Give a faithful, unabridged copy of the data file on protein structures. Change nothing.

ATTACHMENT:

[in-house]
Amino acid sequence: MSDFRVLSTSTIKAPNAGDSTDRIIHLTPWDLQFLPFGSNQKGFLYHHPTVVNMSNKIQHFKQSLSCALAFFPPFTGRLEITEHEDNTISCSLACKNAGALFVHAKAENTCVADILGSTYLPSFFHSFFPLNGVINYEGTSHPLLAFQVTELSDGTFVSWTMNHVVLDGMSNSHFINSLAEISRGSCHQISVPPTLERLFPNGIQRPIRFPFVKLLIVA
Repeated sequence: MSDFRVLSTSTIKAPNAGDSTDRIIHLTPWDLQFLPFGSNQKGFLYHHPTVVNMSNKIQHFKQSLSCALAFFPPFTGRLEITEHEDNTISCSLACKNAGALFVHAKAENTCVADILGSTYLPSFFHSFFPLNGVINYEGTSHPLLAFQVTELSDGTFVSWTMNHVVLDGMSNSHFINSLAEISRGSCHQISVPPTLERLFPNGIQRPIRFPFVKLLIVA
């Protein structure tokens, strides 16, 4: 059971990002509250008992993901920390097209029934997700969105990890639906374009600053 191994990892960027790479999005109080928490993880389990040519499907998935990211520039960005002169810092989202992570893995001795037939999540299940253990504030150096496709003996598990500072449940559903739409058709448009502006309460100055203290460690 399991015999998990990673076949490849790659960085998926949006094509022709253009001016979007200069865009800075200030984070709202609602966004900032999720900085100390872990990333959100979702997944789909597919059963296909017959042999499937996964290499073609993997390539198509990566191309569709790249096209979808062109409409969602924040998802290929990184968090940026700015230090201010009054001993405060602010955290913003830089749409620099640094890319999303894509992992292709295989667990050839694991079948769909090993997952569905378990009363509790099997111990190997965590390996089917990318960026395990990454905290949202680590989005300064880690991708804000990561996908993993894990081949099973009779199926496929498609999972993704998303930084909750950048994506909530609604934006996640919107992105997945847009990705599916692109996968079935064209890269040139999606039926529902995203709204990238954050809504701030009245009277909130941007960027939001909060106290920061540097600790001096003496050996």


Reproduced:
[in-house]
Amino acid sequence: MSDFRVLSTSTIKAPNAGDSTDRIIHLTPWDLQFLPFGSNQKGFLYHHPTVVNMSNKIQHFKQSLSCALAFFPPFTGRLEITEHEDNTISCSLACKNAGALFVHAKAENTCVADILGSTYLPSFFHSFFPLNGVINYEGTSHPLLAFQVTELSDGTFVSWTMNHVVLDGMSNSHFINSLAEISRGSCHQISVPPTLERLFPNGIQRPIRFPFVKLLIVA
Repeated sequence: MSDFRVLSTSTIKAPNAGDSTDRIIHLTPWDLQFLPFGSNQKGFLYHHPTVVNMSNKIQHFKQSLSCALAFFPPFTGRLEITEHEDNTISCSLACKNAGALFVHAKAENTCVADILGSTYLPSFFHSFFPLNGVINYEGTSHPLLAFQVTELSDGTFVSWTMNHVVLDGMSNSHFINSLAEISRGSCHQISVPPTLERLFPNGIQRPIRFPFVKLLIVA
């Protein structure tokens, strides 16, 4: 059971990002509250008992993901920390097209029934997700969105990890639906374009600053 191994990892960027790479999005109080928490993880389990040519499907998935990211520039960005002169810092989202992570893995001795037939999540299940253990504030150096496709003996598990500072449940559903739409058709448009502006309460100055203290460690 399991015999998990990673076949490849790659960085998926949006094509022709253009001016979007200069865009800075200030984070709202609602966004900032999720900085100390872990990333959100979702997944789909597919059963296909017959042999499937996964290499073609993997390539198509990566191309569709790249096209979808062109409409969602924040998802290929990184968090940026700015230090201010009054001993405060602010955290913003830089749409620099640094890319999303894509992992292709295989667990050839694991079948769909090993997952569905378990009363509790099997111990190997965590390996089917990318960026395990990454905290949202680590989005300064880690991708804000990561996908993993894990081949099973009779199926496929498609999972993704998303930084909750950048994506909530609604934006996640919107992105997945847009990705599916692109996968079935064209890269040139999606039926529902995203709204990238954050809504701030009245009277909130941007960027939001909060106290920061540097600790001096003496050996």